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Note: Percentiles are given according to turbine count Source: Wood Mackenzie

Figure 2-6 Evolution in specific power – U.S.

2.2.2 Blade scaling trends (power-production, weight, and cost) The potential power generated by a wind turbine is proportional to the square of the blade length, or the “swept area” of the rotor. Basic engineering principles suggest that the volume and weight of a blade should be proportional to the cube of the blade length, if the blade were scaled on a self-similar basis. This “squarecube law” has often been referenced within the wind energy industry to forecast an end to the progressive march toward larger turbines, because the weight and cost of the rotor blades would be growing much faster than the available power, and any LCOE improvements would be dependent on offsetting benefits realized in other parts of the wind turbine generator (WTG) system. While “square-cube law” is the common terminology, the true scaling relationship would be even less-favorable if the blades did follow the cubic scaling relationship. This is because the square relationship on power is only realized if the rated power of the WTG system scales up with area. If the rated power is constrained (as in the case of larger blades on a given WTG without increasing the rated power), the benefit is only realized at wind speeds below rated power. As blade lengths have continued to grow in the global wind energy market, the mass of the blades has not grown at a cubic rate. Turbine designers and blade manufacturers have innovated around the “square-cube law” to limit the growth of blade weight to approximately an exponent of 2.2, as illustrated in Figure 2-7.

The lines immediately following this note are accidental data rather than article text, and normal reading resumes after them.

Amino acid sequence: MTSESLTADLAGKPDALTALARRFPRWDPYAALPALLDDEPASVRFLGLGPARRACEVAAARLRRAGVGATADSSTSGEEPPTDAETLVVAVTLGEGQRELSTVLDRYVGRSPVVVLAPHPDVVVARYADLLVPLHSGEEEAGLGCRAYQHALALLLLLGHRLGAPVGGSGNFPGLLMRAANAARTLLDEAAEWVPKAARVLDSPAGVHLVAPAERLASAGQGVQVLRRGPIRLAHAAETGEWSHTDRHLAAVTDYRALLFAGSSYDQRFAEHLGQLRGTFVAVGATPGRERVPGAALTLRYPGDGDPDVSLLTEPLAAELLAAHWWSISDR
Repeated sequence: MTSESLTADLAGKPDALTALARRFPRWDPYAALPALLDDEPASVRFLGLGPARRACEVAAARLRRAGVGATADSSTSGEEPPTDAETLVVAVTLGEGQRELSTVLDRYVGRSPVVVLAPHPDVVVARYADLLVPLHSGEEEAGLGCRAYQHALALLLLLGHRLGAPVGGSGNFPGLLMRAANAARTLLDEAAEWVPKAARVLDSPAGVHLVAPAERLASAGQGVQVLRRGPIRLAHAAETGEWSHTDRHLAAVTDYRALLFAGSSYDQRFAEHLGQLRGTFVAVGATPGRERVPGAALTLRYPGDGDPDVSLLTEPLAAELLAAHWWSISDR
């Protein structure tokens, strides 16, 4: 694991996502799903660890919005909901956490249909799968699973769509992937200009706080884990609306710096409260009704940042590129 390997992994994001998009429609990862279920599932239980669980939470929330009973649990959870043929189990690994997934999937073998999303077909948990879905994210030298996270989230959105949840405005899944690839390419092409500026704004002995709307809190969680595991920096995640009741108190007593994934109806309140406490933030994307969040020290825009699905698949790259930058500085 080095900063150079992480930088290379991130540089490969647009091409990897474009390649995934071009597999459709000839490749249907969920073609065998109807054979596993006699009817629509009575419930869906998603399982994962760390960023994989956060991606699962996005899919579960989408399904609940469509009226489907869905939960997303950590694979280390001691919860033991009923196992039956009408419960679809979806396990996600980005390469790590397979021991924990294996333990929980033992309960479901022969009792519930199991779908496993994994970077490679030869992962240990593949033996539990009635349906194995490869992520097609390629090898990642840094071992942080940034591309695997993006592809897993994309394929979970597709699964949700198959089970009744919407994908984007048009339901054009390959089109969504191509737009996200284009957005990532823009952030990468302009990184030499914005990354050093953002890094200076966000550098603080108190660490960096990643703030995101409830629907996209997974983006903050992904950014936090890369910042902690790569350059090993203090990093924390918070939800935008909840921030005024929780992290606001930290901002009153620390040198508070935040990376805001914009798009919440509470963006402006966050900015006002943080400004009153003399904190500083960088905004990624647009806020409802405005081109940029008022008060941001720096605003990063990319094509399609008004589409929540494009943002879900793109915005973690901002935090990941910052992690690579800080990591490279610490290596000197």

DNV GL – Document No.: 10080081-HOU-R-01, Issue: C, Status: FINAL www.dnvgl.com

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Supersized wind turbine blade study  

R&D pathways for supersized wind turbine bladesSupersized wind turbine blade studyLawrence Berkeley National LaboratoryDocument Number: 1008...

Supersized wind turbine blade study  

R&D pathways for supersized wind turbine bladesSupersized wind turbine blade studyLawrence Berkeley National LaboratoryDocument Number: 1008...

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